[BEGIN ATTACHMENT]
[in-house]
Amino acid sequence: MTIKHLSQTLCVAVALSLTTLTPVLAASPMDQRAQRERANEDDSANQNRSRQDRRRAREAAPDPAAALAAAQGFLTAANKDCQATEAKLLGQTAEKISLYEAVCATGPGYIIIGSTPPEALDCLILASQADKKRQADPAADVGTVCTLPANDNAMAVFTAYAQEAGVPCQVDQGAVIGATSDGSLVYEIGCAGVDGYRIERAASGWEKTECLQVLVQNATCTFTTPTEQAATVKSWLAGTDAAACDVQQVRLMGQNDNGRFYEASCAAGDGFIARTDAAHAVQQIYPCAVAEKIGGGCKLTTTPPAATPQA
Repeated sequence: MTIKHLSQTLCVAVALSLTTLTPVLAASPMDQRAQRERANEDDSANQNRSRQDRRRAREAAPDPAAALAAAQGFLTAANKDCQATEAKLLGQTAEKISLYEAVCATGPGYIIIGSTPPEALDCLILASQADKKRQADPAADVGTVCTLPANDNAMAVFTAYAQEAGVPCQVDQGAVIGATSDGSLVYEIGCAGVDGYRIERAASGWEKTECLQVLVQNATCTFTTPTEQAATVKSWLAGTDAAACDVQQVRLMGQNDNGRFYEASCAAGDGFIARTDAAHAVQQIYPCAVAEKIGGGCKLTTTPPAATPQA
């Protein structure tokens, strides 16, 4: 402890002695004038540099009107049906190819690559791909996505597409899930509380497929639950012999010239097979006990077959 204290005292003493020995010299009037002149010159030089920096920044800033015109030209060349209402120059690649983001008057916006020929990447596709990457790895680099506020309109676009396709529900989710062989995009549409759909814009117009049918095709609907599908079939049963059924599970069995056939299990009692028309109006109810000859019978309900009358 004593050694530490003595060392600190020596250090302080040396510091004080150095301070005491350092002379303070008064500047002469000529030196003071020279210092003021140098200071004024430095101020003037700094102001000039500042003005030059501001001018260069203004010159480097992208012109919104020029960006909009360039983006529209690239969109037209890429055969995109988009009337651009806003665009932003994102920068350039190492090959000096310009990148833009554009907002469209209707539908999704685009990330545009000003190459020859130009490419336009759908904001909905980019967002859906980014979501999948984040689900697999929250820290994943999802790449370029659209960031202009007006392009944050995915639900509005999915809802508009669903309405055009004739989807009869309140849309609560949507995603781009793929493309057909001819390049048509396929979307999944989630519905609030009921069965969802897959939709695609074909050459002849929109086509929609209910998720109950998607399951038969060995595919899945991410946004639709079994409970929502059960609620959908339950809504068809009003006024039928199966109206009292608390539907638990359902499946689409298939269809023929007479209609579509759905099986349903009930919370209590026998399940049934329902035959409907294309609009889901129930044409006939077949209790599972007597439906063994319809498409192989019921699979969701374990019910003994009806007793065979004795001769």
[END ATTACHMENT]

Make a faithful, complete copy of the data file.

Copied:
[in-house]
Amino acid sequence: MTIKHLSQTLCVAVALSLTTLTPVLAASPMDQRAQRERANEDDSANQNRSRQDRRRAREAAPDPAAALAAAQGFLTAANKDCQATEAKLLGQTAEKISLYEAVCATGPGYIIIGSTPPEALDCLILASQADKKRQADPAADVGTVCTLPANDNAMAVFTAYAQEAGVPCQVDQGAVIGATSDGSLVYEIGCAGVDGYRIERAASGWEKTECLQVLVQNATCTFTTPTEQAATVKSWLAGTDAAACDVQQVRLMGQNDNGRFYEASCAAGDGFIARTDAAHAVQQIYPCAVAEKIGGGCKLTTTPPAATPQA
Repeated sequence: MTIKHLSQTLCVAVALSLTTLTPVLAASPMDQRAQRERANEDDSANQNRSRQDRRRAREAAPDPAAALAAAQGFLTAANKDCQATEAKLLGQTAEKISLYEAVCATGPGYIIIGSTPPEALDCLILASQADKKRQADPAADVGTVCTLPANDNAMAVFTAYAQEAGVPCQVDQGAVIGATSDGSLVYEIGCAGVDGYRIERAASGWEKTECLQVLVQNATCTFTTPTEQAATVKSWLAGTDAAACDVQQVRLMGQNDNGRFYEASCAAGDGFIARTDAAHAVQQIYPCAVAEKIGGGCKLTTTPPAATPQA
């Protein structure tokens, strides 16, 4: 402890002695004038540099009107049906190819690559791909996505597409899930509380497929639950012999010239097979006990077959 204290005292003493020995010299009037002149010159030089920096920044800033015109030209060349209402120059690649983001008057916006020929990447596709990457790895680099506020309109676009396709529900989710062989995009549409759909814009117009049918095709609907599908079939049963059924599970069995056939299990009692028309109006109810000859019978309900009358 004593050694530490003595060392600190020596250090302080040396510091004080150095301070005491350092002379303070008064500047002469000529030196003071020279210092003021140098200071004024430095101020003037700094102001000039500042003005030059501001001018260069203004010159480097992208012109919104020029960006909009360039983006529209690239969109037209890429055969995109988009009337651009806003665009932003994102920068350039190492090959000096310009990148833009554009907002469209209707539908999704685009990330545009000003190459020859130009490419336009759908904001909905980019967002859906980014979501999948984040689900697999929250820290994943999802790449370029659209960031202009007006392009944050995915639900509005999915809802508009669903309405055009004739989807009869309140849309609560949507995603781009793929493309057909001819390049048509396929979307999944989630519905609030009921069965969802897959939709695609074909050459002849929109086509929609209910998720109950998607399951038969060995595919899945991410946004639709079994409970929502059960609620959908339950809504068809009003006024039928199966109206009292608390539907638990359902499946689409298939269809023929007479209609579509759905099986349903009930919370209590026998399940049934329902035959409907294309609009889901129930044409006939077949209790599972007597439906063994319809498409192989019921699979969701374990019910003994009806007793065979004795001769």